Maggi: Yeah, I think, they’ve also had very smart strategy, in terms of how they’ve, not just in the campaign but leading up to it, focussing on these, i dont want to make them seem small but I guess smaller economic concern issues, the issue of affordability, cell phone rates, data, rental housing, etc. It’s a huge issue, especially for younger people, people of lower income, its tends to go hand in hand and so hes made his gains. You know traditionally, Liberals have always led the under 35 vote during the Trudeau-era in polling, and not so much now for the last year, it’s been dominated by Jagmeet Singh and the NDP. On the education side, we’ve seen the NDP make huge gains among university education voters, which was predominantly Liberal territory. So whats it done is, in our polling its today at 18.5%, I think we’ve had them as high as 20%. Other polls, as high as 21/22% ive seen. The biggest issue is their voter fission I’ve seen, if you go onto ipolitics where our polling data is, we run 20,000 simulations a night to see, to get the probability of what kind of electionomiter on twitter, idk if you have seen it. (Interviewer says “I have”).

Oh great, so on the electionomiter, if you click through on the first page, theres a ternary graph which is a triangle which shows, it plots all the 10,000 simulations that we ran the night before, and in some of those simulation, what you’ll notice is that the NDP in comes second in vote share in quite a few of those simulations, but what you’ll also notice is that it never translates into second in seat count because their vote is quite fission in where it is. So I think that Jagmeet is well liked and his popularity is as high as you say. I guess I cant see him getting to the Jack Layton levels in terms of momentum and where his appeal would pass a certain critical mass. I think its been very effective, his use of TikTok and other social media has made him extremely well known and well liked among younger people. I kind of see his strategy as building one that in another few elections, he’ll be able to get that critical mass of people that do like him. Its nice being likeable but sometimes it’s not enough for people to vote for you.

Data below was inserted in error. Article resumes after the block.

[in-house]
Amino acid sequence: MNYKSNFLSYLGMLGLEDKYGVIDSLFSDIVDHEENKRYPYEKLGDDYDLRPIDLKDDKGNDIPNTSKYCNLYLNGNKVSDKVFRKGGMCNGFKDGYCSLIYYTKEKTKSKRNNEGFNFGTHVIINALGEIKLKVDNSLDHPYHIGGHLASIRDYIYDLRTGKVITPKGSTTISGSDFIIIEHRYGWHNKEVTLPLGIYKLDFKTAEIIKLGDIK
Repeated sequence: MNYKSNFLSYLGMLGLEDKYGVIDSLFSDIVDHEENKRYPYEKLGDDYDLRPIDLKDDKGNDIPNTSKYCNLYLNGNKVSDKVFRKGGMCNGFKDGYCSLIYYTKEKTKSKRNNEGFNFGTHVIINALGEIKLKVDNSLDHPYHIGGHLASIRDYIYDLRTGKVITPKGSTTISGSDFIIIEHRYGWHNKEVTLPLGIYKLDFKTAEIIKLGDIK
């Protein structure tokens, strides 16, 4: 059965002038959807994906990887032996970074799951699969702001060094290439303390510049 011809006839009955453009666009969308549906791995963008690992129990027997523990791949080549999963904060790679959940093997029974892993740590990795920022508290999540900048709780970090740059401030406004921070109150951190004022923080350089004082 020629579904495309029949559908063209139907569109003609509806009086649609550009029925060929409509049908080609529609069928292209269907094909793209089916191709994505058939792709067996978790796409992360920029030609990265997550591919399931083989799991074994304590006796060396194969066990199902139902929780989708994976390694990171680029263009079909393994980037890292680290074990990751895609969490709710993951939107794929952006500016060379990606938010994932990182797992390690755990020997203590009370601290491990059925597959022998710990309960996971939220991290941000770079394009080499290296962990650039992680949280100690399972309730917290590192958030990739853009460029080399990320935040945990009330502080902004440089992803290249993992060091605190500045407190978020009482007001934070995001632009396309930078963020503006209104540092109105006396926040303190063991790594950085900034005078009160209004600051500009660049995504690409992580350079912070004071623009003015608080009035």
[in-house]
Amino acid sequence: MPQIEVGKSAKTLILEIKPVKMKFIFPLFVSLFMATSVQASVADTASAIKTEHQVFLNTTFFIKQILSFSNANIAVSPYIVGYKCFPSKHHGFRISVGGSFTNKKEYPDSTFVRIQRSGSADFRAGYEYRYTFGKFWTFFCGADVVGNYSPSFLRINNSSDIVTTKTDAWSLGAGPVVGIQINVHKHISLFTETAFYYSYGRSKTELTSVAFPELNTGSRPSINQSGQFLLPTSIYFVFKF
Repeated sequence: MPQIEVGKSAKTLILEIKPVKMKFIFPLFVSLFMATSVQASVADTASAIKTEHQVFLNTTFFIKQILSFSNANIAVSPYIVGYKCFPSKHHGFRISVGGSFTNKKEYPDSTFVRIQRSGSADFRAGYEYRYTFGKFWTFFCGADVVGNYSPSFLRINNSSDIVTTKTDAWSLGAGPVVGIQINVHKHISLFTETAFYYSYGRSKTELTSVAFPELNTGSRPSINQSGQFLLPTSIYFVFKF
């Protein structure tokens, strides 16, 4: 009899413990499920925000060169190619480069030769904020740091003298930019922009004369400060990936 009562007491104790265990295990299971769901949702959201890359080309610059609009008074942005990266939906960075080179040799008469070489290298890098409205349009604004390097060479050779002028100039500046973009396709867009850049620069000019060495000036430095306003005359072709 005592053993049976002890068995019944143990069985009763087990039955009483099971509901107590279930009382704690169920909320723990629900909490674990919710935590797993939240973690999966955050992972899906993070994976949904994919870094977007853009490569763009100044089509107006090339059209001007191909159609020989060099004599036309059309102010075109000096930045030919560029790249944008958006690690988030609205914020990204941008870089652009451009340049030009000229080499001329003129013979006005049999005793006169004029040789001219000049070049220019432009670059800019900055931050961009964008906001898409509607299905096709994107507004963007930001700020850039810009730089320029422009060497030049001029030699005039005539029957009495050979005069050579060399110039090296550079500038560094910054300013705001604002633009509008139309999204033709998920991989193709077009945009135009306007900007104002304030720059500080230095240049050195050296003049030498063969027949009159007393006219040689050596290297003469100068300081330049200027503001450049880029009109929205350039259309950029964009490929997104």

Goldsmith: Now if we can move onto the Bloc Québécois, the election Barometer, has seen them consistently lose seats, whether it be by a couple or more then that, because I think I saw them at around 10. Is it a case of the last election being so good that they won’t be able to match rather than a specific issue they are facing after the last few years or just bad electoral strategy?